And, that’s OK! In fact, it’s wonderfully liberating news for parents who are really stressed out about first foods.

So, what are my general guidelines when it comes to starting infants on solid foods?

  • I encourage the families of healthy, normally-developing children* to start solids near or after 6 months of age.
  • I want parents to give babies a great variety of real food, in a safe way.
  • I think of pureed foods as practice and play to develop the skill of eating; nutrition is still from breast milk or formula.
  • I try to challenge my families to think outside of the Gerber-defined box and give babies interesting tastes, but no raw honey until after the first birthday.
  • That’s it. Go. Eat.

Wait a minute…. There has to be more. What about the rule about veggies first? Babies can’t have dairy, right? What about spicy stuff? They aren’t supposed to have strawberries or oranges, either!? My mom wanted to give her yogurt, and I told her “no.” Please don’t tell me she is right!?! And you have said nothing about rice cereal.

OK, so maybe there is a little bit more. But, likely not what you expect. When continuing the food conversation with families, some common myths creep to the surface.

It’s tIme to bust some common “starting solid food myths” … for good!

Myth #1: Rice cereal must be first.

Rice cereal has traditionally been the first food for babies in the United States for generations. But, why rice cereal? It is convenient – easy to obtain and easy to feed. Baby cereal is also fortified with iron and other nutrients. This promoted as a benefit for those infants who need some supplemental vitamins and minerals in their diet. Click here for information about iron recommendations for infants.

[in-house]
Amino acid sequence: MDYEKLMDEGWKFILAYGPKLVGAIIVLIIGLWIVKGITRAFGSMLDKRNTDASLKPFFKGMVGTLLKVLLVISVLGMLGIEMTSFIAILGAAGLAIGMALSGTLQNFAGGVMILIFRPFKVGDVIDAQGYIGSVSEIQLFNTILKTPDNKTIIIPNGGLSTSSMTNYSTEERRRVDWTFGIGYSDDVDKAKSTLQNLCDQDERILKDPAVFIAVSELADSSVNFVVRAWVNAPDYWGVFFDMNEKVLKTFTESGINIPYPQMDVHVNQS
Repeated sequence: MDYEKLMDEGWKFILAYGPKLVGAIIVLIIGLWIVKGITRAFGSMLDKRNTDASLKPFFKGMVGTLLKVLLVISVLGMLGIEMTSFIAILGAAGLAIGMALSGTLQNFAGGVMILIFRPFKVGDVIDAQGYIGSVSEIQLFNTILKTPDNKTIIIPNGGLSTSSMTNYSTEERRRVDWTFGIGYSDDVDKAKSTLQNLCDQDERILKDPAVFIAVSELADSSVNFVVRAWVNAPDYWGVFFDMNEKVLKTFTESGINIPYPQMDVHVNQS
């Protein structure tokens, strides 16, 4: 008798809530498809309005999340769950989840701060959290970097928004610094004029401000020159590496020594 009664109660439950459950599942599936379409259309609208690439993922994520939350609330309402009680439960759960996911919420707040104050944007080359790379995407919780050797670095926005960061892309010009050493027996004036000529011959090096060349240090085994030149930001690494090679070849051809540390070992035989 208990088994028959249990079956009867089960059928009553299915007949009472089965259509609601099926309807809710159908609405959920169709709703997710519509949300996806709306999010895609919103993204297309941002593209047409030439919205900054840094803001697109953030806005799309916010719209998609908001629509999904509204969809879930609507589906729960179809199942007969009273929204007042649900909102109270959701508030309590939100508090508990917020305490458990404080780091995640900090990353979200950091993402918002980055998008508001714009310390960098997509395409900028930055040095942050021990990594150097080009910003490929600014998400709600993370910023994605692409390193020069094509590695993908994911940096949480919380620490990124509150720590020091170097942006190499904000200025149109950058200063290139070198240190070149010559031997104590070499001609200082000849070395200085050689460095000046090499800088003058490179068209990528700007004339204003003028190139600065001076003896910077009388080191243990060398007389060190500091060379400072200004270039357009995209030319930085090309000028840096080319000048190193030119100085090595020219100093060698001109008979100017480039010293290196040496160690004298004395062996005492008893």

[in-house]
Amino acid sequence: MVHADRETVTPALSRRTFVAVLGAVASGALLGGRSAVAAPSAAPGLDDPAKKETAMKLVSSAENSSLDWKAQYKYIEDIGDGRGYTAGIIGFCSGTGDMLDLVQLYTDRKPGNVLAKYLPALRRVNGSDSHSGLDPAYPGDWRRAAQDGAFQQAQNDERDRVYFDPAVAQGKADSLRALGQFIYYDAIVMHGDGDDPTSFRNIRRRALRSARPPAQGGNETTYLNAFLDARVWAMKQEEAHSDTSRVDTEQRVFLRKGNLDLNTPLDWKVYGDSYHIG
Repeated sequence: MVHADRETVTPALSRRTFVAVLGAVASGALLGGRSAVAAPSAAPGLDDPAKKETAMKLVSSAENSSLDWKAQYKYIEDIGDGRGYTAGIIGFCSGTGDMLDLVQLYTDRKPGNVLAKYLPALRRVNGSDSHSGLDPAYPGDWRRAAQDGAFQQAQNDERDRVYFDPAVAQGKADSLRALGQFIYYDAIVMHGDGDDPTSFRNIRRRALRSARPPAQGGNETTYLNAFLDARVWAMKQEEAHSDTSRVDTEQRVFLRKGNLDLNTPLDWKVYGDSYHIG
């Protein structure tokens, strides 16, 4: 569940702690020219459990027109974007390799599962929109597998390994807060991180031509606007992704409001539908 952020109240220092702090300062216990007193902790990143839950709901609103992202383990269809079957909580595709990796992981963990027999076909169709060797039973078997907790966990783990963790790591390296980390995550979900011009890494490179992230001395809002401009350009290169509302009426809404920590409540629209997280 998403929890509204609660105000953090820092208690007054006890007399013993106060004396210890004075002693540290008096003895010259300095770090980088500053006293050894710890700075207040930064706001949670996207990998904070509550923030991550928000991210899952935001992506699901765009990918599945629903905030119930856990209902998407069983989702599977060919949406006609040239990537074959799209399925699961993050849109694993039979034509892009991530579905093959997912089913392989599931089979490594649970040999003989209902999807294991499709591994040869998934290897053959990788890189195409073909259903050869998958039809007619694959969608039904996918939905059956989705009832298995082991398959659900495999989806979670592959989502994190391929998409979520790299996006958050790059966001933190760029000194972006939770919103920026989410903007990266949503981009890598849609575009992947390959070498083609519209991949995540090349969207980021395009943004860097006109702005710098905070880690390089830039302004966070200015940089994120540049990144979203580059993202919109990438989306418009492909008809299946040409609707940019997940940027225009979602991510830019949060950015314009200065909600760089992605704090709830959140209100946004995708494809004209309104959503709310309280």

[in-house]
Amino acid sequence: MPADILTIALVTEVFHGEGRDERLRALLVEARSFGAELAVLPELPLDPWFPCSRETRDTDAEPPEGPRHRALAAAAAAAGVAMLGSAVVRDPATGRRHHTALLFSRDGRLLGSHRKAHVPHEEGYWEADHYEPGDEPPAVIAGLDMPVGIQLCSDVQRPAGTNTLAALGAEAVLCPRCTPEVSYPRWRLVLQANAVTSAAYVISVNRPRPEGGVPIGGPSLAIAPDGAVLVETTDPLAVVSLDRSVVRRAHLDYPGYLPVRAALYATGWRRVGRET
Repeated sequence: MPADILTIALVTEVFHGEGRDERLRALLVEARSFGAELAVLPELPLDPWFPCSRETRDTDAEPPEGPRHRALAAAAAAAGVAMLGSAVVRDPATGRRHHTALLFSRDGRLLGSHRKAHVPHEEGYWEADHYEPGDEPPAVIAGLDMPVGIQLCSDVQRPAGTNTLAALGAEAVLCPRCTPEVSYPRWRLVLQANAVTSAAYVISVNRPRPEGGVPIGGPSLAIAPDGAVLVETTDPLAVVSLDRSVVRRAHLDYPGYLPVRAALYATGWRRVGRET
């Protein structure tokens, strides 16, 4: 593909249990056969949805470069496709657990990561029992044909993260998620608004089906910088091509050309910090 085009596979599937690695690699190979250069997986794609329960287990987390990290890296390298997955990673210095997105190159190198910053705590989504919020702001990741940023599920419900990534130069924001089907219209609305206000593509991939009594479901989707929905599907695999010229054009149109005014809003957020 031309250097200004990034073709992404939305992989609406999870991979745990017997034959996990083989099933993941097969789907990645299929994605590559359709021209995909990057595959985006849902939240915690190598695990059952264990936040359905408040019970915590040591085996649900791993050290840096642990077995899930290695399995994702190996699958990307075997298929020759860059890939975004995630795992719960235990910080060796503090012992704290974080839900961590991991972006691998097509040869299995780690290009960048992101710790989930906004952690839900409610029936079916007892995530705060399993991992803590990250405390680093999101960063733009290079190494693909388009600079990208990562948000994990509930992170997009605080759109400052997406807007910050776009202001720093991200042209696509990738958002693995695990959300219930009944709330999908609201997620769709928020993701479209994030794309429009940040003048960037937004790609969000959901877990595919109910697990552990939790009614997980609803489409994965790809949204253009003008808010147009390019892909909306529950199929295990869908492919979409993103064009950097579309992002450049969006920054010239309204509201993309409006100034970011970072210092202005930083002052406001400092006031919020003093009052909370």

Giving rice cereal as a first food is under active debate. Specifically, Dr. Alan Greene is noted for starting a “White Out Now” movement. He encourages families to feed infants whole, natural first foods instead of rice cereal.

Dr. Greene discusses how the food industry has marketed and advertised to parents so heavily, the industry has created doubts in our minds regarding what is best to feed babies. We, as parents, start to believe that the healthy foods that we eat are not “good enough” for our babies.

Dr. Greene’s is also concerned that rice cereal primes infants to crave only carbohydrate-rich foods, contributing to the obesity epidemic. Other physicians have debated his theory,but I think his general concern for the quality of first foods is worth notice.

For the first few months of eating solids, an infant’s nutrition is still based upon the healthy calories given by breast milk and formula. That allows pureed foods of all forms to be first foods, as they have for centuries.

Expand beyond the rice cereal “default”. What about some pureed red meat as a first food? What about whole grain cereal, oatmeal, or a pureed fruit or veggie? Maybe, something you have in the fridge? (see #2)